U.S. v. Ehle

CourtUnited States Courts of Appeals. United States Court of Appeals (6th Circuit)
Citation640 F.3d 689
Docket NumberNo. 09–5389.,09–5389.
PartiesUNITED STATES of America, Plaintiff–Appellee,v.David EHLE, Defendant–Appellant.
Decision Date12 May 2011

640 F.3d 689

UNITED STATES of America, Plaintiff–Appellee,
David EHLE, Defendant–Appellant.

No. 09–5389.

United States Court of Appeals, Sixth Circuit.

Argued: Oct. 12, 2010.Decided and Filed: May 12, 2011.

[640 F.3d 691]

ARGUED: Frank W. Heft, Jr., Office of the Federal Defender, Louisville, Kentucky, for Appellant. Terry M. Cushing, Assistant United States Attorney, Louisville, Kentucky, for Appellee. ON BRIEF: Frank W. Heft, Jr., Scott T. Wendelsdorf, Office of the Federal Defender, Louisville, Kentucky, for Appellant. Terry M. Cushing, Monica Wheatley, Jo E. Lawless, Assistant United States Attorneys, Louisville, Kentucky, for Appellee.Before: BATCHELDER, Chief Judge; KEITH and ROGERS, Circuit Judges.

ROGERS, Circuit Judge.

Defendant Ehle was charged with one count of “knowingly receiving” child pornography, in violation of 18 U.S.C. § 2252A(a)(2)(A) and (b)(1), and one count of “knowingly possessing” the same child

[640 F.3d 692]

pornography, in violation of 18 U.S.C. § 2252A(a)(5)(B) and (b)(2). Following a guilty plea to both crimes, he was sentenced to consecutive terms of imprisonment. Because the offense of knowingly receiving child pornography includes all of the elements of the lesser-included offense of possessing the same child pornography, and because Congress did not explicitly require multiple punishments, there has been a violation of defendant's right not to be subjected to double jeopardy. It is therefore necessary to vacate the judgment below.

Ehle's indictment charged him with knowingly receiving child pornography in violation of 18 U.S.C. § 2252A(a)(2)(A) and (b)(1), knowingly possessing child pornography in violation of 18 U.S.C. § 2252A(a)(5)(B) and (b)(2), and two other counts not relevant here. Ehle pleaded guilty to both charges. In his plea agreement, Ehle stated that he “knowingly and voluntarily waives the right to contest or collaterally attack his conviction and the resulting sentence pursuant to 28 U.S.C. § 2255 or otherwise, including, but not limited to claims for ineffective assistance of counsel.”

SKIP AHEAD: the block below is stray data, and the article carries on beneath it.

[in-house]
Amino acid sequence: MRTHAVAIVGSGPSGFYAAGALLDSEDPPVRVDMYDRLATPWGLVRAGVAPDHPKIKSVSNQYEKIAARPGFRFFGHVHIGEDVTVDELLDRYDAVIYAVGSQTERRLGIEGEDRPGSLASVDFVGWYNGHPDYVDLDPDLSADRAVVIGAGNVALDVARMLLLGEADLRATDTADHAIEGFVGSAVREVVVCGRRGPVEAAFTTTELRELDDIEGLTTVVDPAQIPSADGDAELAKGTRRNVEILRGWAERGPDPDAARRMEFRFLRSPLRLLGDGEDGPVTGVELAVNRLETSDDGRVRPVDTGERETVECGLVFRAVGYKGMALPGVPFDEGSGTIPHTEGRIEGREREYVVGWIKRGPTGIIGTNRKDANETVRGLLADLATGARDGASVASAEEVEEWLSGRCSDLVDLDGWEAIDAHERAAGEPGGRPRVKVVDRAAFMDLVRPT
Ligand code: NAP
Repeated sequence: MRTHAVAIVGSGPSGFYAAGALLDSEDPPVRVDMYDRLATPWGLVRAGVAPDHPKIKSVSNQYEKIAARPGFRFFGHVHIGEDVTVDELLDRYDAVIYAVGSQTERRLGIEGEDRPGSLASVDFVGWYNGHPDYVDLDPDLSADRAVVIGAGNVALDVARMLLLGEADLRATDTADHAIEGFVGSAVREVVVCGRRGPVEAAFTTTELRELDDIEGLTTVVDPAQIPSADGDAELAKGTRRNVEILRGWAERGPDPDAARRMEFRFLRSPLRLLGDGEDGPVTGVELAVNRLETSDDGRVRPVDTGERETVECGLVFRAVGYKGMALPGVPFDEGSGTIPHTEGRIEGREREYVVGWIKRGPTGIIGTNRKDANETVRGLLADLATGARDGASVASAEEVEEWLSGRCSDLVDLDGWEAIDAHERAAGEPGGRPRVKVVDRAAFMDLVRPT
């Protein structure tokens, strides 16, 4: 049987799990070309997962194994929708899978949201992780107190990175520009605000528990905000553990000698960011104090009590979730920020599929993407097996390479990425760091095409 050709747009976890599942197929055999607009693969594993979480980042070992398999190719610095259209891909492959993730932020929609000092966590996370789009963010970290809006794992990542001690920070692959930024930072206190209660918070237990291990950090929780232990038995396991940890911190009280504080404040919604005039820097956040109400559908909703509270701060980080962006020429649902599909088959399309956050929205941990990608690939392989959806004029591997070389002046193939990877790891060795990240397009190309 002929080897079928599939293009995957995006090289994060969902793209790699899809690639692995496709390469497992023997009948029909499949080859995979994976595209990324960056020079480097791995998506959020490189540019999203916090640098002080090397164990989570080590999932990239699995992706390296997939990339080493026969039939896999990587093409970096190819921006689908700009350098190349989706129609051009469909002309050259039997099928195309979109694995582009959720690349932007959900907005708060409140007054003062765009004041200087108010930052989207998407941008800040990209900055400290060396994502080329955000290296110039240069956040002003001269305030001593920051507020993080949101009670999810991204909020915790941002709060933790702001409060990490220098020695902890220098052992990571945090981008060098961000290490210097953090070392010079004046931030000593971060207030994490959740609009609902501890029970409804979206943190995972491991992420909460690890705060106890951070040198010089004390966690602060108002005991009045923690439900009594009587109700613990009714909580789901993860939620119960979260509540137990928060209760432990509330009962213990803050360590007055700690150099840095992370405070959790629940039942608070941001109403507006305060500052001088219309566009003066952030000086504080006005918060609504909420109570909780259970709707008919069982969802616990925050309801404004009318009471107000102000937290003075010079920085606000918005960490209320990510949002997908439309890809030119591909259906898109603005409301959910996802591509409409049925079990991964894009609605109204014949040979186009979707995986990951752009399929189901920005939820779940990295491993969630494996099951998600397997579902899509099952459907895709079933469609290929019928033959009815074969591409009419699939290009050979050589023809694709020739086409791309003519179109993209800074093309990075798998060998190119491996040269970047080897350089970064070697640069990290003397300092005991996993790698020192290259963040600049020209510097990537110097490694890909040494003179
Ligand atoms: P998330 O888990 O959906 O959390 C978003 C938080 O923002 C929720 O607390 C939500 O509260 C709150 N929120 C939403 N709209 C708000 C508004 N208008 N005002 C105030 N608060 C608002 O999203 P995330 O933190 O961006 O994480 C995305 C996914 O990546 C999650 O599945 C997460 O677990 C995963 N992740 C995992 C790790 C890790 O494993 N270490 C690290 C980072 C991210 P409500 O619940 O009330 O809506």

However, at the plea hearing, both the Assistant United States Attorney and the district court made clear that this waiver extended only to collateral attack. The AUSA stated:

[Mr. Ehle] is not waiving his right to directly appeal imposition of sentence in this case. Numbered paragraph 13 says that he is, however, waiving his right to collaterally attack the conviction or sentence at a later time under a habeas petition, under 28 USC 2255 or otherwise, but we do want it to be clear that Mr. Ehle is not waiving his right to a direct appeal from any sentence which would be imposed by this court....

In accepting the plea, the district court stated to defendant that “you're not waiving your right to make a direct appeal to the United States Court of Appeals for the Sixth Circuit on the matter of the sentence imposed here.”

At sentencing, counsel for Ehle did not contest the PSR calculation of an advisory Guidelines range of 360 months to life. He argued for a below-Guidelines-range sentence of 240 months, and for running the sentences for “receiving” and “possessing” child pornography concurrently. The Government argued for a Guidelines-range sentence of 360 months, which required running the “receiving” and “possessing” sentences consecutively. This was because “knowingly receiving” child pornography was subject to a maximum sentence of twenty years, while “knowingly possessing” child pornography was subject to a maximum sentence of ten years. The district court adopted the Government's recommendation and sentenced Ehle to 240 months on the “receiving” charge and 120 months on the “possessing” charge, running consecutively, for a total of 360 months.

Ehle on appeal relies on the Double Jeopardy Clause to challenge his 360–month sentence. It was not clear from Ehle's briefs whether he is challenging his double convictions, or whether he is attempting to use the Double Jeopardy Clause to challenge the consecutive sentences as unreasonable. At oral argument, Ehle's counsel clarified that he now argues that his convictions for both “knowingly receiving” and “knowingly possessing” child pornography violate the Double Jeopardy Clause, and that this court should remand for the district court to vacate one of the two convictions. Ehle also argues in the alternative that his total sentence is greater than necessary to comply with the purposes of 18 U.S.C. § 3553(a)(2).

[640 F.3d 693]